BOSTON, Massachusetts - -The captors of American journalist James Foley originally demanded a ransom of 100 million euros ($132.5 million), according to GlobalPost spokesman Richard Byrne.
Foley was a freelancer for GlobalPost.
Earlier, Philip Balboni, the president and chief executive of GlobalPost, told the Wall Street Journal that the captors also demanded that money from Foley's family.
Balboni declined to discuss GlobalPost's reply to the demand, saying all communication was shared with appropriate government authorities, The Journal reported Thursday.
The Islamic extremist group ISIS, which controls large areas of Syria and Iraq, published a video Tuesday showing the journalist's beheading. Foley, 40, was a native of New Hampshire.
James Foley's prayers and the dark side of faith
A militant who appears in the video links the killing to the U.S. intervention in Iraq against ISIS, which refers to itself as the Islamic State. He says the fate of another American journalist shown in the footage, believed to be Steven Sotloff, depends on what U.S. President Barack Obama does next.
But the threat has done little to curb U.S. military operations in Iraq, with American warplanes continuing airstrikes against ISIS targets.
Calling ISIS a "cancer," Obama said Wednesday that the United States "will continue to confront this hateful terrorism and replace it with a sense of hope and civility."
U.S. Attorney General Eric Holder spoke Thursday about Foley.
"We will not forget what happened, and people will be held accountable, one way or another," Holder said in Washington.
U.S. officials revealed that they had tried to rescue Foley and other captives in a special military operation in Syria earlier this summer. But the special forces failed to find the hostages.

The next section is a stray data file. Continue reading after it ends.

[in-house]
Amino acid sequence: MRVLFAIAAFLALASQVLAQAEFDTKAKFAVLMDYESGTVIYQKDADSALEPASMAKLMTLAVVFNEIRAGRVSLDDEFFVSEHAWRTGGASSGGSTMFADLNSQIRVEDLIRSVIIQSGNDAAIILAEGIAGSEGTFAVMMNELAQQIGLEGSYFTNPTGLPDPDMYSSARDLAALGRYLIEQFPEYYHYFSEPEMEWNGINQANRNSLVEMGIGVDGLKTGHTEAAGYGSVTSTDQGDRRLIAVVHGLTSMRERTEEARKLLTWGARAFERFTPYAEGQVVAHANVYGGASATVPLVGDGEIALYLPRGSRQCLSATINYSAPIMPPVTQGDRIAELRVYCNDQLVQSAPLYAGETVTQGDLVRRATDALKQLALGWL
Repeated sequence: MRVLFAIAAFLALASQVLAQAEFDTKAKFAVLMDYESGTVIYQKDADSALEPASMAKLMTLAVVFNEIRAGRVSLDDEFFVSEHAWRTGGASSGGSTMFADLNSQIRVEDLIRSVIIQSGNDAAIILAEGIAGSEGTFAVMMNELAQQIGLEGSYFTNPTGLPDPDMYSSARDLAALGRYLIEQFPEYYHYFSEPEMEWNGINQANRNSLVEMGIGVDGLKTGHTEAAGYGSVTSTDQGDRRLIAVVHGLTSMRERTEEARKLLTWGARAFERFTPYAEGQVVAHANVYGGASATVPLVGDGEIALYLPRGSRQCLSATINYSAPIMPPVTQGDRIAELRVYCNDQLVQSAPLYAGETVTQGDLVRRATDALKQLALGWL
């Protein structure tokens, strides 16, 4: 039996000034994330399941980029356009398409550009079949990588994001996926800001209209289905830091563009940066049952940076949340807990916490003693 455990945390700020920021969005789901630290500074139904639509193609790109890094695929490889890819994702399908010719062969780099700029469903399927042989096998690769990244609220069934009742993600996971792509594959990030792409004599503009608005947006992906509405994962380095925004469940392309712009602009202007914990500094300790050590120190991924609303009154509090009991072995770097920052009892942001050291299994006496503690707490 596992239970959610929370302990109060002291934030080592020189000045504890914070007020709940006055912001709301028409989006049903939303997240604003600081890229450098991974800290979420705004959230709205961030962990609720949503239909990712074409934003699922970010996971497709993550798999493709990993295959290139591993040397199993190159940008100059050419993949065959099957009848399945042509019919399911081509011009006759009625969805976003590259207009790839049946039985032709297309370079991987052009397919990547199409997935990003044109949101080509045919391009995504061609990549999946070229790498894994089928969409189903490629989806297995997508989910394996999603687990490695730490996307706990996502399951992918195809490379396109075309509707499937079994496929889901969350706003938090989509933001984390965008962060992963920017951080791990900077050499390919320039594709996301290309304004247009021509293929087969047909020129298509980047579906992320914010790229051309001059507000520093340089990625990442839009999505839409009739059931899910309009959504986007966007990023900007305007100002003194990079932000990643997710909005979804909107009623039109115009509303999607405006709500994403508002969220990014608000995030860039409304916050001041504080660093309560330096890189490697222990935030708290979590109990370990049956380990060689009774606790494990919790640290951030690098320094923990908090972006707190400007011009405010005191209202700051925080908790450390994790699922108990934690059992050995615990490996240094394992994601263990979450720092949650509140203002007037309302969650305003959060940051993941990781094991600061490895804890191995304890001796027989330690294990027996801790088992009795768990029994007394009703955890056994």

Messages from Foley's captors began last fall, Balboni said Wednesday.
Foley was on assignment when he disappeared on November 22, 2012, in northwest Syria, near the border with Turkey.
"The captors never messaged a lot. There was a very limited number with a very specific purpose. ... They made demands," Balboni said.
Some messages were political and some were financial.
Then last week, his family received an e-mail saying he would be killed.
"The message was vitriolic and filled with rage against the United States. It was deadly serious," Balboni said.
"Obviously, we hoped and prayed that would not be the case. ... Sadly, they showed no mercy."
Foley's family, according to Balboni, responded in an e-mail, pleading for mercy and asking for more time.
They did not hear back.
Foley's father's broke down several times as he spoke Wednesday about his son.
"We beg compassion and mercy" for the other American journalist shown in the video, John Foley said. Sotloff, a contributor to Time and Foreign Policy magazines, was kidnapped at the Syria-Turkey border in 2013.
"They never hurt anybody," John Foley said. "They were trying to help. There is no reason for their slaughter."
On Thursday, at least two countries in the region condemned Foley's murder.
Bahrain said the beheading was a "terrorist act" that violated "the principles of the Islamic relation, human value and international law and norms," according to a statement from its information ministry.
Qatar's Ministry of Foreign Affairs called the killing a "heinous crime that goes against all Islamic and humanitarian principles, as well as international laws and conventions."
The ministry said Foley "showed courage in conveying the truth from the most dangerous spots in the world, including the suffering of Syrians."
The U.S. rescue attempt earlier this summer involved several dozen elite commandos from units like Delta Force and Navy SEAL Team 6 who flew in aboard helicopters, the U.S. official told CNN.
"Unfortunately, the mission was not successful because the hostages were not present at the targeted location," Pentagon spokesman Rear Adm. John Kirby said Wednesday.
Several ISIS operatives were killed in the special operation, the U.S. official said. No U.S. personnel were killed, but one was slightly wounded. Fighters jets and surveillance aircraft provided overhead protection to the troops.